Technology as a Constructed Reality
— Apr 21, 2022
Digital technology introduced me to the idea that the world is an inherently constructed artifact. When I was a freshman in high school, my father gave me a blank slate called an Apple ][+. Over the next few years, I kept discovering new things that I could construct with it. When I got to graduate school a decade later, I discovered the work of postmodernist thinkers who were advancing the theory that language, stories, and structures of power construct our realities. These ideas, particularly the constructivist ones, resonated with me, because I recognized in them the same possibilities that I saw with my first computer.
If you can construct a world, you can also deconstruct the one that exists. There are no immutable laws, only human constructions. We can build our worlds anew.
Digital technology augments our ability to understand and redefine reality. By starting with basic ideas of what we are trying to accomplish, we can construct new technologies and systems to achieve those goals. We can work backwards (sideways?) from Foucault to Woz. The needs of the user should always define the shape of the constructed technology. This is the uniting philosophy of my work from IdeaSpaces to the ShapingEDU team’s work with the Teaching Toolset Project.
In postmodernist analysis, language creates and enforces power. How we define something constructs how we use it. Websters defines technology as ”a manner of accomplishing a task especially using technical processes, methods, or knowledge.” Douglas Engelbart’s conception of technology expands on this definition:
The conceptual framework we seek must orient us toward the real possibilities and problems associated with using modern technology to give direct aid to an individual in comprehending complex situations, isolating the significant factors, and solving problems.
If we start with the concept that technology is supposed to “solve problems”, we need to look much further than what we would typically refer to as “gadgets.” On one level, everything was high tech once, including the mundane like clothes, pencils, paper, walls, etc. Therefore, we need to think backwards and forwards as we consider technological solutions. On another level, human organizations, from governments to educational systems to corporations, are also technologies.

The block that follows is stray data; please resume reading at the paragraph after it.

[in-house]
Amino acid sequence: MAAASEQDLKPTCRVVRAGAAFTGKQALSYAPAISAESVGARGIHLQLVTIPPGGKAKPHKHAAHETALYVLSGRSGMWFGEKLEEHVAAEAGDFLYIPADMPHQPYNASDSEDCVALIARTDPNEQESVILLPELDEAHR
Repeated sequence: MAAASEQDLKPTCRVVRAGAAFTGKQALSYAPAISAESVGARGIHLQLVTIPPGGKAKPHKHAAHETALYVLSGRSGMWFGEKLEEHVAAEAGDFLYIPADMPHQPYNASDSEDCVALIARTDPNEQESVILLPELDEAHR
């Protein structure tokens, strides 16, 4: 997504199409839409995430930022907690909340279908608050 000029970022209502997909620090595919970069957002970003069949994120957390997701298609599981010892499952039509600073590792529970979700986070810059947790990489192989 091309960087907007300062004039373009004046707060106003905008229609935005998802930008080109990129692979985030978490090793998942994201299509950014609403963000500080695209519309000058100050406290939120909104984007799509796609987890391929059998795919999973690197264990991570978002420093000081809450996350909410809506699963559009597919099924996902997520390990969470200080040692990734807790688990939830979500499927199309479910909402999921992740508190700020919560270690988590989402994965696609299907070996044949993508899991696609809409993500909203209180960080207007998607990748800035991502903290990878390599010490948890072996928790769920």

Adding human organizations runs against Don Ihde’s definition, which rejects “technology equivalent to any calculative or rational technique.” (P. 47, emphasis in original). Distinguishing technique from technology has a rational purpose because it separates the physical manifestation of technology from the mental manifestation of the task. The problem occurs when we become fascinated with the physical manifestations of technologies and overlook the mental aspects of what we use technology for. As a result, we are often frustrated in our tasks by the very technologies we create to fulfill them.
This central conundrum is the starting point of my new book, Discovering Digital Humanity, where I argue that our fascination with creating more and more technologies has overwhelmed our capacity to focus on tasks and to “augment” ourselves. If you want to drive a nail, it’s probably better to employ a hammer than a screwdriver. With mundane technologies, this seems obvious.
However, consider all the technological options we suddenly have for the task of expressing our ideas: pencils, word processors, concept mapping tools, blogging software, and that’s just the tip of the iceberg. Now take this up a level of abstraction and consider the integration of idea expression into the task of teaching someone else how to incorporate, modify, create, express, and share their own ideas and the complexity of the task of teaching becomes clear.
We need systems of technologies to approach teaching. We should also consider these systems technologies whose purpose is rationalizing and scaling the other technologies. They are ineffective in isolation from one another but share the goals of the original technologies employed.